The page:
On November 17, 2011, a day before Latvian Independence Day, Prime Minister Valdis Dombrovskis and the members of his cabinet presented the Cabinet of Ministers Award to five distinguished individuals. This is one of the highest awards given by the Latvian government for a remarkable contribution to the country’s development. The Cabinet of Ministers Award is presented only once a year, a tradition that stretches back to the 1930s. Nominated by members of the government, recipients of the award have represented a wide array of professional fields, ranging from scientists and doctors to artists and writers. This year, the award will be presented to film director Jānis Streičs, flower expert Jānis Rukšāns, scientist Edvards Liepiņš, Rundāle Palace Museum director Imants Lancmanis, and Occupation Museum of Latvia chairman Valters Nollendorfs.
Brief biographies of the five distinguished recipients prepared in cooperation with Latvian Institute:
Jānis Streičs is undoubtedly the most celebrated and prolific Latvian film director of all time. He has directed more than 20 award-winning films over the course of his more than 40-year professional career. Over four decades, Streičs’s work has both reflected and help to form the Latvian national psyche; memorable scenes and dialogues from his many films have become part of everyday conversation, regularly quoted and passed on from generation to generation in Latvia.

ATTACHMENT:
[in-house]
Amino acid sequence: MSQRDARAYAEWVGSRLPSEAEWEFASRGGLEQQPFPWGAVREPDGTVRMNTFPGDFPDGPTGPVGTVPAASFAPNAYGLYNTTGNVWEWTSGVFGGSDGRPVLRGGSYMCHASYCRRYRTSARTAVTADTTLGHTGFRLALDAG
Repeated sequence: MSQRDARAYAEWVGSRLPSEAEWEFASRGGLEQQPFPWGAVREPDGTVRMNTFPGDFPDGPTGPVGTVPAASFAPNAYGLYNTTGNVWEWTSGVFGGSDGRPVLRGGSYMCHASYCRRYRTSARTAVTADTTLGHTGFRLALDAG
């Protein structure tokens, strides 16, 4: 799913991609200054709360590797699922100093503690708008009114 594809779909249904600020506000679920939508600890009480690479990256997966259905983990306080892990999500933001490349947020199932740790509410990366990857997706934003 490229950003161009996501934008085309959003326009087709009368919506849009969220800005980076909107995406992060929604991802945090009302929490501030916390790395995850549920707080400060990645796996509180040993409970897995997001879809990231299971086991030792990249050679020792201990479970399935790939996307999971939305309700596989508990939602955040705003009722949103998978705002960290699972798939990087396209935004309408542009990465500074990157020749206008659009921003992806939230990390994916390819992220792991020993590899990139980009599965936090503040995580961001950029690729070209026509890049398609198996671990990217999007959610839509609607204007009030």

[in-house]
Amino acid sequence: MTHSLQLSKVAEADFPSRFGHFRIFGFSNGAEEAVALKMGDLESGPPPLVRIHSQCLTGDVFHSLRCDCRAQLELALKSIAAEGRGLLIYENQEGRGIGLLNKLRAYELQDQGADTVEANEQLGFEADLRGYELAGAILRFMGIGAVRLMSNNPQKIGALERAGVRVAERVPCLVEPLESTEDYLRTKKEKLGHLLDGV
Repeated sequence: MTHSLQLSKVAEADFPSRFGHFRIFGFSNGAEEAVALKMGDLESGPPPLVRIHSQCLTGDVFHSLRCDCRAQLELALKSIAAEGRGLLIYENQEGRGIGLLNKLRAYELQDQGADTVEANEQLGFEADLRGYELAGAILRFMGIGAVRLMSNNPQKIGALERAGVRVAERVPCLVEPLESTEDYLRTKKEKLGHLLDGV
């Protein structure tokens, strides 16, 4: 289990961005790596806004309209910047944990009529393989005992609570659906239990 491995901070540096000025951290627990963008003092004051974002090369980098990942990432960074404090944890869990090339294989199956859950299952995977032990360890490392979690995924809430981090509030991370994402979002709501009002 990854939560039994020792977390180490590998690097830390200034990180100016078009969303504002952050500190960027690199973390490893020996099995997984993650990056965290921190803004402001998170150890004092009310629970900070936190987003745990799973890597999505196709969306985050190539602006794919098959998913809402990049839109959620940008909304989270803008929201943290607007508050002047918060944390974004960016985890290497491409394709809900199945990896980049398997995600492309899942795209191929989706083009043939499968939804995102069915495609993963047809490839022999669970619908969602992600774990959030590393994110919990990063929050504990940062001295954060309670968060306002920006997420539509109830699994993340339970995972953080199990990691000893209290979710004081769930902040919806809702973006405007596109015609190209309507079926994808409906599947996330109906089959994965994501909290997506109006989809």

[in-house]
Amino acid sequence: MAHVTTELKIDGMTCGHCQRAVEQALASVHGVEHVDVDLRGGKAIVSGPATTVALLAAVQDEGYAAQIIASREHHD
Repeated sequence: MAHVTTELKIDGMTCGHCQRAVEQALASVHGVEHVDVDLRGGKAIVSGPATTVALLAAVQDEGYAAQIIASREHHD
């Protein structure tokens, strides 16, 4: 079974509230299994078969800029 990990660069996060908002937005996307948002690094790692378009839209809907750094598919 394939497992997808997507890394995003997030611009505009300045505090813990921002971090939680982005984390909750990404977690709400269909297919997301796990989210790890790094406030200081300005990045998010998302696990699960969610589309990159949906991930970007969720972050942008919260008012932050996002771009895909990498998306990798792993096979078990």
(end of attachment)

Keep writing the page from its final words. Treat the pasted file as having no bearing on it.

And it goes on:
Streičs’s most notable films range from the 1967 comedy Captain Enrico’s Watch, to the 1981 classic tale of rural life Limousine in the Color of Midsummer Night , to the blockbuster 2010 historical drama Rudolf’s Gold. His 1992 film Child of Man was the first and only film ever to be shot entirely in the Latgallian dialect, spoken in eastern Latvia. In addition to his work as a film director, Streičs is also a renowned writer and painter. Most recently, he played in active role in developing the concept for the Letonika and National Identity programs, outlining our national priorities in the field of culture.
Edvards Liepiņš is the head of the Latvian Organic Synthesis Institute’s Physical Organic Chemistry Laboratory and a professor at Riga Technical University’s Department of Material Science and Applied Chemistry. He is also a pioneer in a new field of scientific research in Latvia, nuclear magnetic resonance spectroscopy. Led by Professor Liepiņš, the Physical Organic Chemistry Laboratory conducts research in several scientific fields: public health (biomedicine and pharmaceuticals), materials science, and clinical diagnostics.
Professor Liepiņš’s research has helped to bring us closer to understanding the processes that are important for maintaining the life functions of organisms. His studies have revealed the mechanisms behind many new reactions and the precise structures of the resulting products. These have been important not only for science, but also for new pharmaceutical manufacturers all over the world. Therefore, his work has worked directly toward improving the lives of everyone on the planet.